Editor’s note: in his last article, writer Sam Spector told us the story of Muscat, Oman’s capital. Today he takes us outside the city to explore some of what seems like an incredibly cool country! For more of Sam’s adventures, be sure to click here to visit his index page.
Think of the most beautiful, diverse landscapes in the world that people travel just to experience. There is the Grand Canyon in Arizona, the fjords of Scandinavia, and the sand dunes of the Sahara. Now imagine that you could find all of those components in one part of one country. Welcome to Northern Oman. An hour and a half drive away from the capital Muscat (click here to read about Muscat) you will find yourself near all of these landscapes and also some of the most incredible and beautiful towns. The first city that is worth stopping in is the city of Nizwa. In the middle of the town is Oman’s most visited national monument, the Nizwa Fort. At 30 meters high and 36 meters in diameter, this fort is circular, smooth, and geometrically gorgeous. The fort needs an easy hour to explore and to appreciate the views from the top. Inside the fort is a maze of rooms and tunnels, which also include boobytraps that would cause invaders to be crushed or sent to drop to a long and painful death. The Nizwa Fort was built in 1650 on top of prior forts dating back to the 12th century. Make sure to check out the two cannons guarding the front entrance, one of which was a gift to the Omani sultan in 1840 by the United States and was made in Boston. In Nizwa there are is also a great souk market worth visiting with various foods, meats, and souvenirs for sale, including traditional Omani swords and handicrafts. Early on Thursday and Friday mornings, the town square hosts a goat market where vendors trade and sell goats. The town also has an oasis that has a petting zoo and ethnographic outdoor exhibits.
Half an hour from Nizwa is the town of Bahla. Bahla is not visited nearly as much, and people do not realize they are missing out. While Nizwa has the more aesthetically pleasing fort, the fort of Bahla is more historically significant and is the only one of the region’s forts to be listed as a UNESCO World Heritage Site. The fort was built between the 12th and 15th centuries by the tribe that controlled the frankincense trade for Arabia. Within the fort are the ruins of practically an entire ancient city. Though the Bahla fort is further away from Muscat, I recommend visiting it first because it is only open two days a week: Friday mornings and throughout the day Saturday.
A popular day trip from Nizwa is visiting Jebel Shams. I unfortunately did not have time to do this trip and it requires a guide with a 4×4 to be able to go on the adventure. Jebel Shams is the highest mountain in the Hajar Range at nearly 10,000 feet and has a canyon often dubbed the Grand Canyon of Arabia, with many people believing it is better than the Grand Canyon in terms of scenery. The mountain and canyon have forts and huts, as well as goats that have the ability to climb trees.
Instead, we went to the Sama al Wasil Desert Camp in the Wahiba Sands Desert. I will confess, this was the only time I felt scared in Oman as our car could not make it through the sand dunes and we had no reception at night. Omanis in pickup trucks charged us an overpriced rate to have us park our car in the desert and then drive us to the camp. We were pretty freaked out not knowing if we were being kidnapped or if the person was actually taking us to our destination, but there was not any choice but to trust him and hope for the best! The camp had a large tent where we sat and ate and listened to music. From the camp it was as though we could see every star in the sky. We stayed in a comfortable and beautiful omani mudbrick hut and awoke early the next morning before sunrise to be taken to the sand dunes just beyond the camp. A short while later, we witnessed one of the world’s most beautiful sunrises, illuminating the bright orange massive sand dunes. Looking down, we saw herds of camels and our camp and realized that it was surrounded by these mammoth dunes several hundred feet in height. In this morning desert safari we went dune bashing with the jeep going up and down and zig zagging through the sand dunes on a roller coaster adventure. Having been to the Sahara dunes of Morocco, I can say that the Wahiba Sand Dunes rivaled their more famous North African counterparts. Back at the camp, there was breakfast and a barbeque that served a local delicacy, camel kebabs.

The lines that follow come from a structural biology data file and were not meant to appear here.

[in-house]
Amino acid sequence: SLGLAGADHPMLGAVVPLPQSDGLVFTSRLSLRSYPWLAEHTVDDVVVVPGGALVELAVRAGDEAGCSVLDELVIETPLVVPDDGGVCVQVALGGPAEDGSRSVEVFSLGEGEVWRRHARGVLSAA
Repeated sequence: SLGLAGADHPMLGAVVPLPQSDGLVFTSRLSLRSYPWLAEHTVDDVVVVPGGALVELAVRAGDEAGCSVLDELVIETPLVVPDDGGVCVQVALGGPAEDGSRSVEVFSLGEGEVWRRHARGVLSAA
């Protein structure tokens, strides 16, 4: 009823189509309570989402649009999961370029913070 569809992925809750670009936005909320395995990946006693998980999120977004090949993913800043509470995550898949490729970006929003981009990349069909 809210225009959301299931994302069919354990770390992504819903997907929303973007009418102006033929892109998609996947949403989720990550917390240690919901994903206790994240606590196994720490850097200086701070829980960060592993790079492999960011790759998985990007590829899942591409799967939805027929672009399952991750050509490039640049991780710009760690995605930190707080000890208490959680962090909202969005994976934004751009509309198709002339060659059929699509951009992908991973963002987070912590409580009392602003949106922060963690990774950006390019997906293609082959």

One of the biggest surprises of Oman is that it is known as the Norway of the Middle East because this country on the Arabian Peninsula is home to many fjords. While the largest and most famous fjords are in the Musandam Peninsula near the border with the United Arab Emirates, there is a gorgeous fjord-like oasis not far from Wahiba Sands called Wadi Bani Khalid. With limestone cliffs and a wadi, or valley, that is full of date palm trees and the dramatic surrounding of the Hajar Mountains, a short hike leads one to the narrow pool of water. A stream of water winds through the limestone into the main pool. The stream has a light blue the color of the waters of the Caribbean and the main pool’s waters are an enchanting blue-green. Especially with the hot Arabian days, there is nothing more refreshing than taking a swim in Wadi Bani Khalid and exploring up the fairly deep stream and the thousands of caves that are formed within the limestone.
Northern Oman is truly one of the great gems of the world; if you are looking for culture, history, architecture, breathtaking landscapes, and fun outdoor adventures, this place has it all and is worth spending several days. While I want to go to every corner of the earth, by going to this one region of this one country, it is possible to get the experience of the best parts of multiple continents.
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